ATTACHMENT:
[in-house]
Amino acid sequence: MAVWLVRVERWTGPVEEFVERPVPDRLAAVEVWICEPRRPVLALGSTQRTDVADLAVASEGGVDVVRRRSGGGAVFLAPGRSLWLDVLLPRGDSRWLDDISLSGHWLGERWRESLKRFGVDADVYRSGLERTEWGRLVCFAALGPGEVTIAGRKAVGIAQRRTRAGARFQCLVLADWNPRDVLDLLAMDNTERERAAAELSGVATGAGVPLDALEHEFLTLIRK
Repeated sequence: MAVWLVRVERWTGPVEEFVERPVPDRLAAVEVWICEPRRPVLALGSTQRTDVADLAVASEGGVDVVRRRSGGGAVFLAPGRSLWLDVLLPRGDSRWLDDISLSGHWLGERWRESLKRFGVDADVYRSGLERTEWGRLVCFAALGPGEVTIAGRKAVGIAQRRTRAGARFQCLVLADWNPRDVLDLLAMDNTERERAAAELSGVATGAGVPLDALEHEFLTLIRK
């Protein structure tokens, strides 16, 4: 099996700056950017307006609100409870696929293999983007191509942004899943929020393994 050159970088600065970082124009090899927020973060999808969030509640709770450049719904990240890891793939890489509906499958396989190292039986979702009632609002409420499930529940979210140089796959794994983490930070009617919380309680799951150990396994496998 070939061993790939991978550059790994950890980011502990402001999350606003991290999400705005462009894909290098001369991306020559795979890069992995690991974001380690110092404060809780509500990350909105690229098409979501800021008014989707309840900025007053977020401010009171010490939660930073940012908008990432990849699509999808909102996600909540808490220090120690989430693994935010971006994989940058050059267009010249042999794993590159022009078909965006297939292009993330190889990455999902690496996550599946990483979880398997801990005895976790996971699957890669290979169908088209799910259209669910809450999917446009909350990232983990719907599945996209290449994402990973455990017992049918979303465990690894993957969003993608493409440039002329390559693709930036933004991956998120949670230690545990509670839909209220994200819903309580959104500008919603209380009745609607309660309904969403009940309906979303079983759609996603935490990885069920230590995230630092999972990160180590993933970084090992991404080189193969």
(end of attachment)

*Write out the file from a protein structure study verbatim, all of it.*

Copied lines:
[in-house]
Amino acid sequence: MAVWLVRVERWTGPVEEFVERPVPDRLAAVEVWICEPRRPVLALGSTQRTDVADLAVASEGGVDVVRRRSGGGAVFLAPGRSLWLDVLLPRGDSRWLDDISLSGHWLGERWRESLKRFGVDADVYRSGLERTEWGRLVCFAALGPGEVTIAGRKAVGIAQRRTRAGARFQCLVLADWNPRDVLDLLAMDNTERERAAAELSGVATGAGVPLDALEHEFLTLIRK
Repeated sequence: MAVWLVRVERWTGPVEEFVERPVPDRLAAVEVWICEPRRPVLALGSTQRTDVADLAVASEGGVDVVRRRSGGGAVFLAPGRSLWLDVLLPRGDSRWLDDISLSGHWLGERWRESLKRFGVDADVYRSGLERTEWGRLVCFAALGPGEVTIAGRKAVGIAQRRTRAGARFQCLVLADWNPRDVLDLLAMDNTERERAAAELSGVATGAGVPLDALEHEFLTLIRK
């Protein structure tokens, strides 16, 4: 099996700056950017307006609100409870696929293999983007191509942004899943929020393994 050159970088600065970082124009090899927020973060999808969030509640709770450049719904990240890891793939890489509906499958396989190292039986979702009632609002409420499930529940979210140089796959794994983490930070009617919380309680799951150990396994496998 070939061993790939991978550059790994950890980011502990402001999350606003991290999400705005462009894909290098001369991306020559795979890069992995690991974001380690110092404060809780509500990350909105690229098409979501800021008014989707309840900025007053977020401010009171010490939660930073940012908008990432990849699509999808909102996600909540808490220090120690989430693994935010971006994989940058050059267009010249042999794993590159022009078909965006297939292009993330190889990455999902690496996550599946990483979880398997801990005895976790996971699957890669290979169908088209799910259209669910809450999917446009909350990232983990719907599945996209290449994402990973455990017992049918979303465990690894993957969003993608493409440039002329390559693709930036933004991956998120949670230690545990509670839909209220994200819903309580959104500008919603209380009745609607309660309904969403009940309906979303079983759609996603935490990885069920230590995230630092999972990160180590993933970084090992991404080189193969």